Wednesday 21 April 2021

Rijksmuseum reveals details of ground-breaking slavery exhibition

Shackles used for chaining enslaved people. Photo: Rijksmuseum

Slavery should be better taught in Dutch schools, according to the general director of the Rijksmuseum, which next year will put on its first major exhibition on the dark side of the Netherlands’ colonial past.

‘I think it is essential that it is added to the school curriculum to create a better understanding of each other and where we come from,’ Taco Dibbets said in an online press conference. ‘It is part of Dutch history, and that history should be made more and more complete in school curricula.’

The Rijksmuseum will next February open an exhibition that has been three years in the making, involving 100 objects borrowed from all kinds of institutions, and 10 stories of people involved in the slave trade that powered the Netherlands from the early 17th century until 1863.

It is a subject that still, the curators admit, sparks controversy. Earlier this year prime minister Mark Rutte told parliamentarians that it would be ‘too polarising’ to apologise for the nation’s slaving past during a debate on modern-day racism.


Amsterdam Museum last year stopped using the term ‘Golden Age’ entirely in recognition of the great wrongs of the age, such as slavery. Meanwhile, a debate has raged on whether or not the Royal 19th century golden coach should still be used, as one panel contains images some people consider racist.

But Dibbits, who welcomed a commission recommending the repatriation of art looted during colonialism, said we should not blink at a discussion of the negative sides of the past, including slavery.

‘Slavery was an essential component of the colonial period in the Netherlands and many generations have suffered unimaginable injustices as a result,’ he said. ‘The past has been insufficiently examined in the national history of the Netherlands, including at the Rijksmuseum. We should address historical subjects of relevance today…and we felt that slavery is of great importance to our society today. Black Lives Matters shows the urgency that this subject is addressed.’


The story will be told through stories of individuals, from those who broke the shackles of slavery to an African servant in the Netherlands and wealthy sugar industrialist. Objects will range from the Rembrandt portrait of Marten Soolmans and Oopjen Coppit to chains and a set of shackles used to keep slaves from escaping at night.

Valika Smeulders, head of history at the Rijksmuseum, said that previously museums had focused on an economic narrative of this period, rather than its basis in slavery.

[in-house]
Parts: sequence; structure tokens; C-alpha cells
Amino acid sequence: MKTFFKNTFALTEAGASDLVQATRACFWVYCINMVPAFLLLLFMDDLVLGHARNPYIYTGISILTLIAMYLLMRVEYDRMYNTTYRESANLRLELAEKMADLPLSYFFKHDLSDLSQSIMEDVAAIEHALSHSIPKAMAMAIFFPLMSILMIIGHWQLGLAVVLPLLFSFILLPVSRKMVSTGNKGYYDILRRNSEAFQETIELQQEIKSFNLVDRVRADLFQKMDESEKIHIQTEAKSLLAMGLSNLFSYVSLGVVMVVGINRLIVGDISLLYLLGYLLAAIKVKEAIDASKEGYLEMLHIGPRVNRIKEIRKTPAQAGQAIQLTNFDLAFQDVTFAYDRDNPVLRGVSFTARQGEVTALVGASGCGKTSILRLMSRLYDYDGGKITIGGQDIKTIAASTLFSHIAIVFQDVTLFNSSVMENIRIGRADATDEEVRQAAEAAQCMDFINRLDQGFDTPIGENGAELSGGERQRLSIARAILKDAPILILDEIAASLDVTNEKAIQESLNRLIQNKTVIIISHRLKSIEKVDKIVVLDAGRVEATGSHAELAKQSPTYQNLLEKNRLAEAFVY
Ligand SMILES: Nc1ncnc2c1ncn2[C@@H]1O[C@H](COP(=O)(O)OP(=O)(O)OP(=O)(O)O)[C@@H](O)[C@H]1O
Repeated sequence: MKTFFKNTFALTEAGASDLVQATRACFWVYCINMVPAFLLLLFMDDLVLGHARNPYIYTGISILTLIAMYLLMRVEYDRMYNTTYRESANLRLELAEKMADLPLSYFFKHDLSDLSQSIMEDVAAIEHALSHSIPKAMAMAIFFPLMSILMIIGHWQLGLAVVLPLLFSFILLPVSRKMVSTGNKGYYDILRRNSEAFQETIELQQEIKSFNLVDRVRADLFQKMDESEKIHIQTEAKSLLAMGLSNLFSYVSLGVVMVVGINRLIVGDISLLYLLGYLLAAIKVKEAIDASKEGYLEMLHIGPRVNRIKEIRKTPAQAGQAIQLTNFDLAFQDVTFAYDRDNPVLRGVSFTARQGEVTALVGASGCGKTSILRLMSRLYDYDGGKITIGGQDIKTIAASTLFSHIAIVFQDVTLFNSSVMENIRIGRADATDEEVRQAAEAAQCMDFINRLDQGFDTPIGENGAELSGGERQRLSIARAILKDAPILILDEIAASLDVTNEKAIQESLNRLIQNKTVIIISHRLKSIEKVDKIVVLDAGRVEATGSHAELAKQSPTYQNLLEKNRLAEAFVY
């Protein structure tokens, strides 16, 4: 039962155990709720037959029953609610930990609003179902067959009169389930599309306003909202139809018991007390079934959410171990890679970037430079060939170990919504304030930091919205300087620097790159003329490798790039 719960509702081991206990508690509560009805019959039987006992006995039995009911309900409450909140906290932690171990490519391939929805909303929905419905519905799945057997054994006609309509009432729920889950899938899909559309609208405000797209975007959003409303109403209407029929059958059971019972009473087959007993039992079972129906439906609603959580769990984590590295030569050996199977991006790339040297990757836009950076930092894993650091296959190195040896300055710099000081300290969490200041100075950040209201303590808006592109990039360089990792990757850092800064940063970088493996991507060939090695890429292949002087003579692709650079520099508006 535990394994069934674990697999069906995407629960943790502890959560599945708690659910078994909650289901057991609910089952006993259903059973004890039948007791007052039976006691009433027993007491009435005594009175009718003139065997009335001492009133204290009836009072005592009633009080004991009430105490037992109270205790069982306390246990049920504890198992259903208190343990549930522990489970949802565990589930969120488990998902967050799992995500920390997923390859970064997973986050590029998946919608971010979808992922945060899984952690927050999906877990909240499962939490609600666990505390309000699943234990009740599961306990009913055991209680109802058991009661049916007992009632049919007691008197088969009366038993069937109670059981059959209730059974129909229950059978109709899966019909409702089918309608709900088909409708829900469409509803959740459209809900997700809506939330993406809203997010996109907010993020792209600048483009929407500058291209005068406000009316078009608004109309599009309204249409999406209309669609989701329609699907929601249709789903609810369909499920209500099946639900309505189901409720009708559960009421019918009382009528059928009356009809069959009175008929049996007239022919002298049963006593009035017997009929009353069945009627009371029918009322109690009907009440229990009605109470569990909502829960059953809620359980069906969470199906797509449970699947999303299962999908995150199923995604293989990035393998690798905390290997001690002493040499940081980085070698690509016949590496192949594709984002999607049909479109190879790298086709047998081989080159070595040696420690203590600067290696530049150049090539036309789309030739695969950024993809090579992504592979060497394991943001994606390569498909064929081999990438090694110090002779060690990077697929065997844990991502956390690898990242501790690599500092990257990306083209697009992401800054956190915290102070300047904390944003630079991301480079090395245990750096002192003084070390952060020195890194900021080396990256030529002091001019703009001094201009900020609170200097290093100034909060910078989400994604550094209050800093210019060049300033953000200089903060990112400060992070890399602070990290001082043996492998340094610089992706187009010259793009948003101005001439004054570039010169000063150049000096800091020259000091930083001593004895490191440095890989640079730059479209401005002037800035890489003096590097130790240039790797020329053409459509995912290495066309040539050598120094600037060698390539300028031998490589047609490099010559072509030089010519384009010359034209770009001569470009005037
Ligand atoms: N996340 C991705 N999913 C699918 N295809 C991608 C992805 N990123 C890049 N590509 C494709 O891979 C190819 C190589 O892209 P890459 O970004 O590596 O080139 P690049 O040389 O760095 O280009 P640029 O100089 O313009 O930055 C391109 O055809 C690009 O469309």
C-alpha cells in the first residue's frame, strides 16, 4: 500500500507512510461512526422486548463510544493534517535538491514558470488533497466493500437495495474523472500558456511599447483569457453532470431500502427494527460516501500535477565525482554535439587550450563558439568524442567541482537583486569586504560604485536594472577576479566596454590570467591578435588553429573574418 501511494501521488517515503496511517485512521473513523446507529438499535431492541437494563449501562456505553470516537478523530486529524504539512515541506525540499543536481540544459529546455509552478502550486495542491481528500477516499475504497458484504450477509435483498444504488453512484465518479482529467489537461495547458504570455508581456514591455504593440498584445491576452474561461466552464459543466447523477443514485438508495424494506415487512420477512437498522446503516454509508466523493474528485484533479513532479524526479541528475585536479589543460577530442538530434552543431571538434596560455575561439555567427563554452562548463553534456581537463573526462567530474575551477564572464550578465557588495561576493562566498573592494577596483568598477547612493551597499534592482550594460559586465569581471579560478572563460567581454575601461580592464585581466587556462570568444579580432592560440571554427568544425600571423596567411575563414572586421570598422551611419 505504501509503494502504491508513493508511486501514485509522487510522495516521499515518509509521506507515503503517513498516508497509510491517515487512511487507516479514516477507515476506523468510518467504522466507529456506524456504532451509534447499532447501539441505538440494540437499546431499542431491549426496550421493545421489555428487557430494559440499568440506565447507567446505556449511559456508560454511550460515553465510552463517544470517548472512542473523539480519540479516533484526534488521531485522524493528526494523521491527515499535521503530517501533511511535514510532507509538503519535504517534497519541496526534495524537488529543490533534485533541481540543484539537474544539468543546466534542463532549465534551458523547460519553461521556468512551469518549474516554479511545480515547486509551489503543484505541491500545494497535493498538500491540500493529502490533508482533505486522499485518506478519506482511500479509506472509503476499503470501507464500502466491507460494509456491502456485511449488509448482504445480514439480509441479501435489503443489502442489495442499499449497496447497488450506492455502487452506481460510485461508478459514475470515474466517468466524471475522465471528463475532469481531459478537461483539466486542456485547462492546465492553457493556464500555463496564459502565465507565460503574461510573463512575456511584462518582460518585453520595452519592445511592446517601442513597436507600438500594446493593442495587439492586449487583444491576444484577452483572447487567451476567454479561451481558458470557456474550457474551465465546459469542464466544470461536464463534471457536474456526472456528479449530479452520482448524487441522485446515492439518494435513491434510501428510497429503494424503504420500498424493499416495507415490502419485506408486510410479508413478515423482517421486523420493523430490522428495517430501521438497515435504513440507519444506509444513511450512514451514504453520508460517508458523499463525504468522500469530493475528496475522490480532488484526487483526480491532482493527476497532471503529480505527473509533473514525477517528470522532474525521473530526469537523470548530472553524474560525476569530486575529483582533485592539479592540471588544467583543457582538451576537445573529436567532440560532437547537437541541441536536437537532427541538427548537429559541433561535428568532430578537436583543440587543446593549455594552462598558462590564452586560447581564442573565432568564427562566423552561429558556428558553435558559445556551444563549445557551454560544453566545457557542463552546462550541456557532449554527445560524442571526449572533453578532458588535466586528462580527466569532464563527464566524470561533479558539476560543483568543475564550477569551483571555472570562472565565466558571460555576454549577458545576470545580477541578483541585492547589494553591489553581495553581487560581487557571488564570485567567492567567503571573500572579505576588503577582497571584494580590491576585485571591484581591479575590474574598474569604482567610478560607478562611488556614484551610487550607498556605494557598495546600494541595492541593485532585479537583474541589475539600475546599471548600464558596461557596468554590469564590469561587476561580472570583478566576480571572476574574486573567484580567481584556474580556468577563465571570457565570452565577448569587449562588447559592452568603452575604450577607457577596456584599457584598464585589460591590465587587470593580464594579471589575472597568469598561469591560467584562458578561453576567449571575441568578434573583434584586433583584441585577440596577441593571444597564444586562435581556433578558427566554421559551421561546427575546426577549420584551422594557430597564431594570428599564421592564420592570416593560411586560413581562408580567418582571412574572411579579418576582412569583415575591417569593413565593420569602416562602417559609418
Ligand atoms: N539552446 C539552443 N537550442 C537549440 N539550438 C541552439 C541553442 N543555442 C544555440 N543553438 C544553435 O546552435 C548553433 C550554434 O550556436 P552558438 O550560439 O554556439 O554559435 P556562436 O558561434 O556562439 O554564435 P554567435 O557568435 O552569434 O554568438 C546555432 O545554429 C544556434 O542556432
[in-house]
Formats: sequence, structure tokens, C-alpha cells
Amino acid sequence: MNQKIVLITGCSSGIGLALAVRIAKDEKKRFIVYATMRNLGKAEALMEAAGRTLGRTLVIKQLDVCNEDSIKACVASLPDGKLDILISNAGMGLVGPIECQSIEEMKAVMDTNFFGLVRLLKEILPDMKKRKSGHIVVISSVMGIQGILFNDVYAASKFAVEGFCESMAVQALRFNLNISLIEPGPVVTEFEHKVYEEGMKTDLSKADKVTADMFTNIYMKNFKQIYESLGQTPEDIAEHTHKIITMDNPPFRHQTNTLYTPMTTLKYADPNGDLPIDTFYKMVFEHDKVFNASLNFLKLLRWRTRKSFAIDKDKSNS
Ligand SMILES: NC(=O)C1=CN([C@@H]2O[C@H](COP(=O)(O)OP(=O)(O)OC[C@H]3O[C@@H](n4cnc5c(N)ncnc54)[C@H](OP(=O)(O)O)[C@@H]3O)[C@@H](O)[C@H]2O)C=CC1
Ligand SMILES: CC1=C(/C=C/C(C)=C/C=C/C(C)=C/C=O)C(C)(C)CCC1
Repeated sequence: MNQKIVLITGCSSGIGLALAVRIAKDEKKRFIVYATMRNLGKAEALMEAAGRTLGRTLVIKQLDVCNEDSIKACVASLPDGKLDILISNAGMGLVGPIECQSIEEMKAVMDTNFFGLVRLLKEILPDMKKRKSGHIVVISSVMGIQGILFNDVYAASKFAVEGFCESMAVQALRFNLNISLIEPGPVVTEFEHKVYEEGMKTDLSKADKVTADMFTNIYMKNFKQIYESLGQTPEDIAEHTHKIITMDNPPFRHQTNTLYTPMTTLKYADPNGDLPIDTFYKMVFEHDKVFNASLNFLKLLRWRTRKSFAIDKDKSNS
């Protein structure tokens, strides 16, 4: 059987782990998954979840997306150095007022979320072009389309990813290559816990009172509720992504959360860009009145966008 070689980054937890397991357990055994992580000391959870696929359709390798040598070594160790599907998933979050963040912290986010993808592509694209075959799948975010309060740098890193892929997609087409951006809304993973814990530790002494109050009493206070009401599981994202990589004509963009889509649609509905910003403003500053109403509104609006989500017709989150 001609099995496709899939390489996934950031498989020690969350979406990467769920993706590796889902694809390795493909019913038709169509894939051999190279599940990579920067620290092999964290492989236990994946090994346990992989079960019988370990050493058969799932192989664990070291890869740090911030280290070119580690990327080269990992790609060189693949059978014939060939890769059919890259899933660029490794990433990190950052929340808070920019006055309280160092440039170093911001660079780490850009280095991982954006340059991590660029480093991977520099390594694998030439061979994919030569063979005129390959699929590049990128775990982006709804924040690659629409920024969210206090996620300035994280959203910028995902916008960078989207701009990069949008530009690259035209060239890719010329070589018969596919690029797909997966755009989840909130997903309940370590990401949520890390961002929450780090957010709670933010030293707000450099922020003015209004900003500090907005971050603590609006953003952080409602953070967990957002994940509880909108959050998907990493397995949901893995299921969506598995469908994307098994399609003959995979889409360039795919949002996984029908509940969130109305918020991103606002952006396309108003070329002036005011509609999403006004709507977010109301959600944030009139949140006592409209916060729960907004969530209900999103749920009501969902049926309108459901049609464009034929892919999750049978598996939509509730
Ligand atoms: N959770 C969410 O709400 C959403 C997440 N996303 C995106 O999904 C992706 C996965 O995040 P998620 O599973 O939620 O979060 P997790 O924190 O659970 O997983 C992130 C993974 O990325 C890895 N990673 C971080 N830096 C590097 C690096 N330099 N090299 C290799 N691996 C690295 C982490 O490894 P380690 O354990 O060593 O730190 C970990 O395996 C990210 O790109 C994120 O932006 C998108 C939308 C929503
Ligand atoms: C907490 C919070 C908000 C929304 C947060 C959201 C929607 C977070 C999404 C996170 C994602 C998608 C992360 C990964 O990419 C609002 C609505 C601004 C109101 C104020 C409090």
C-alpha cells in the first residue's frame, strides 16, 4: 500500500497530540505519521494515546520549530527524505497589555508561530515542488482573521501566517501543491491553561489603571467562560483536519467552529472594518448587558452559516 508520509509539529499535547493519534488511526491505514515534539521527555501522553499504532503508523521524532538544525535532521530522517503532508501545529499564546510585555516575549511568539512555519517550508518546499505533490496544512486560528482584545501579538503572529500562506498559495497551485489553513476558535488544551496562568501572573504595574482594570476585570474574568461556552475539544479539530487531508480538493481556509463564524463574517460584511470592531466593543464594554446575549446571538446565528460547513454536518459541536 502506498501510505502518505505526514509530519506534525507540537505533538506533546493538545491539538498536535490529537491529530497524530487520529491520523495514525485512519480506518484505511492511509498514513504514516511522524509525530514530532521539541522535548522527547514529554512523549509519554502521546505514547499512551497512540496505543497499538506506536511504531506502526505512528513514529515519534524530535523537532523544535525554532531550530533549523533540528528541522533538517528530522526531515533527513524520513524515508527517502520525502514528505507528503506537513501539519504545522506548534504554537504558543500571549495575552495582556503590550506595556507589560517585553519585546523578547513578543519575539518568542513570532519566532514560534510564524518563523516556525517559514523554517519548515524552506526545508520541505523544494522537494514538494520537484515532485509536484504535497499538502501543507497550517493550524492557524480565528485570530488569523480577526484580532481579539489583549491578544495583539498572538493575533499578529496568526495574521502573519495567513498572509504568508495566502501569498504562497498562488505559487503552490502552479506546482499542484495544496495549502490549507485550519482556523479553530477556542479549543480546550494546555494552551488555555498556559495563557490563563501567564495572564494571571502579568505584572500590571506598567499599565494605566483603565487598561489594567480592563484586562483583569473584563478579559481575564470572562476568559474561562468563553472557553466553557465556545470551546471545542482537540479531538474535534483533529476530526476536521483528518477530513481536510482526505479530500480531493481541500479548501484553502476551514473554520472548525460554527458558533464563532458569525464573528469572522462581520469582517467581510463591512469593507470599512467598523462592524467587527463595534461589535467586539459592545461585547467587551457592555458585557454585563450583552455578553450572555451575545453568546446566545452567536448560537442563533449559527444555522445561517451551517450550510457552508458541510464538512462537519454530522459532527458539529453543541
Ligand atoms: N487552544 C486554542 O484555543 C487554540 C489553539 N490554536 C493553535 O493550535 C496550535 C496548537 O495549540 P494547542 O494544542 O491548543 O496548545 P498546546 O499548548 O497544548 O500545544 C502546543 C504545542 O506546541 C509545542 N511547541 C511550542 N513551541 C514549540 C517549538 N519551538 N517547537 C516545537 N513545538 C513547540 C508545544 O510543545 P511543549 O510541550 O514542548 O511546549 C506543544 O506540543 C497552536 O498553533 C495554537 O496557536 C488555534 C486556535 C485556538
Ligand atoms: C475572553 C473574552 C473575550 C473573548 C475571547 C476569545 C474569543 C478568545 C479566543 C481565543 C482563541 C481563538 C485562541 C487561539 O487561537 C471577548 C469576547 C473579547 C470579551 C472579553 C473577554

‘[Why it has taken so long for these stories to be told] is a good question,’ she said. ‘I think it has been really difficult for people to bring different historical perspectives together. For the longest time you had economic history. There has been academic research into the social history. There’s a huge public debate going on in which people point out that it is so important to bring that social history into museums as well.’

The Rijksmuseum is dedicated to presenting the story behind all of its objects, added Dibbits. ‘The Rijksmuseum should be a house for everybody, and by telling a more complete history of the Netherlands, we also aim to have a more complete public, to include more people,’ he said.


Tom van der Molen, curator at the Amsterdam museum, which provoked national debate when it raised the issue of the negative sides of the era, welcomed the Rijksmuseum exhibition even if it might stir up controversy.

‘I am very pleased that the Rijksmuseum has taken this step: I really admire them,’ he said. ‘It is the national museum and it is not an easy discussion.

‘This subject touches on feelings of national identity and people’s own identities, and people don’t like it when they want to be proud of these. We want to make other perspectives on history possible, not just the perspective of power and wealth. It’s not about pride and shame but all sorts of other feelings that history can stir.’


Human rights lawyer Liesbeth Zegveld told that the attention given to this subject raises the issue of whether the Netherlands should apologise for its slave-trading past.

‘I feel we have such a moral obligation [to apologise],’ she said. ‘The municipality of Amsterdam is researching the question with a view to a possible apology, I believe.

‘The King apologised for crimes committed in the Dutch Indies, of course, in spring this year. And Rutte for WW II in February.’

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